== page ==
Lavender Culinary Recipes

Lemon-Lavender Cream Cheese Frosting


  • 8 oz. cream cheese, softened
  • 8 T butter, softened (1 stick)
  • 1 tsp grated lemon zest
  • 2T lemon juice
  • 1 ½ tsp dried lavender buds. Ground
  • ½ tsp vanilla
  • 2 1/3 cup confectioners sugar


  1. Mix cheese, butter and sugar in a food processor or mixer. Add other ingredients until smooth. Can be spread or piped onto cupcakes or cakes.

*recipe source*

Lemon Lavender Greek Yogurt Pound Cake

A recipe for incredibly moist Greek yogurt pound cake with tart lemon and flowery lavender.


  • 1 1/2 cups all-purpose flour
  • 1/4 tsp. baking powder
  • 1/8 tsp. baking soda
  • 1/4 tsp. salt
  • 1/2 cup butter, softened
  • 1 cup sugar
  • 3 eggs
  • 3/4 cup (6 ounces, weight) 2% Greek Yogurt (I used Chobani)
  • 1 Tbs. lemon juice
  • 1 tsp. vanilla extract
  • 1 tsp. lemon zest
  • 1 Tbs. dried lavender


  1. Preheat oven to 325 degrees. Grease one 9×5 (or two 5.75×3 mini) loaf pan and set aside.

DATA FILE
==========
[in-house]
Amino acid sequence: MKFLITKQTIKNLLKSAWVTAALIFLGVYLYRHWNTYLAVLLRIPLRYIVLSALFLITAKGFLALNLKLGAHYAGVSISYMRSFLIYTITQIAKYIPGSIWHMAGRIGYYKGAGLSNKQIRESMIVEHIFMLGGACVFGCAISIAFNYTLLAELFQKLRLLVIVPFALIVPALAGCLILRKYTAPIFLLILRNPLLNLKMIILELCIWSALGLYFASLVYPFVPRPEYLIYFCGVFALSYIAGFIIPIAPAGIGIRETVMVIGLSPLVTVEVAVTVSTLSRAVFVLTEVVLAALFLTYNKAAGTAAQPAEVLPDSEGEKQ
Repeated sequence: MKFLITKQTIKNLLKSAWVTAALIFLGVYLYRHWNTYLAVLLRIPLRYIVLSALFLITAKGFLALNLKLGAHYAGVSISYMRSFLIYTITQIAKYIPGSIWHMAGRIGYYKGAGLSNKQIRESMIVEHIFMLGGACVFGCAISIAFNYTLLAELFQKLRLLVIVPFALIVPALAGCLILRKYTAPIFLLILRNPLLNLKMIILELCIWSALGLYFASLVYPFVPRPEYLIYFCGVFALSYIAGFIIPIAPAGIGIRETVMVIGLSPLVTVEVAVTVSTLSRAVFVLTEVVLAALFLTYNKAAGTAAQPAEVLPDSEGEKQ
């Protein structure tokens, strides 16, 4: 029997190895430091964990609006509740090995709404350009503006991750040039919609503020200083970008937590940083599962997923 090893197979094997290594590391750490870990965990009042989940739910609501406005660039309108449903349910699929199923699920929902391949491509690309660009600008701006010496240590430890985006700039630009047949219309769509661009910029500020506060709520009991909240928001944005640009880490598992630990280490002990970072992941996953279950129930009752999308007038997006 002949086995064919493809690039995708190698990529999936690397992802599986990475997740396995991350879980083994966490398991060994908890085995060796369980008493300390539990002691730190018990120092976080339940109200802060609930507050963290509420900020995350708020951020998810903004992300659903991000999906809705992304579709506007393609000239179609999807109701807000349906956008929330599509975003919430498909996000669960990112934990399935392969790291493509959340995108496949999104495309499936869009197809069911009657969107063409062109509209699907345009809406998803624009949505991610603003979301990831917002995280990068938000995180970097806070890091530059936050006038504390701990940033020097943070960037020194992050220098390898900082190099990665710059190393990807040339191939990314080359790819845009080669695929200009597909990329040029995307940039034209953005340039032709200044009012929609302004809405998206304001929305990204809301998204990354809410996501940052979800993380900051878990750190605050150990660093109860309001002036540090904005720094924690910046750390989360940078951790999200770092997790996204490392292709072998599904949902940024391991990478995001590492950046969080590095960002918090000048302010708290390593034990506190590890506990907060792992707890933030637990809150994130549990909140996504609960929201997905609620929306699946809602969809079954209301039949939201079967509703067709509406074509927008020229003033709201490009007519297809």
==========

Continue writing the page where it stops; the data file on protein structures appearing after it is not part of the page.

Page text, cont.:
2. In a medium bowl, combine the flour, baking powder, baking soda, and salt. Set aside.
  3. In the bowl of a stand mixer, cream the butter. Gradually add the sugar and cream until light and fluffy, about 7 minutes. Add the eggs, one at a time, mixing each until fully incorporated.
  4. Slowly add the dry ingredients, alternating with the Greek yogurt, to the creamed butter and sugar and mix just until incorporated. Add the lemon juice, vanilla extract and lemon zest and beat on low just until blended. Gently stir in the lavender.
  5. Pour the batter into the prepared pan(s) and bake for 30-35 minutes until the edges begin to brown and a toothpick inserted in the center of the loaf comes out clean. Cool in the loaf pans for 10-15 minutes before transferring to a wire rack.

*recipe source*

Lavender Honey Vinaigrette

  • 2 tbsp lavender honey
  • Juice of 1 lemon
  • 1/3 -1/2 cup extra virgin olive oil
  • 1/4 tsp sea salt
  • 1/4 -1/2 tsp freshly ground black pepper
  • 1 large garlic clove, finely minced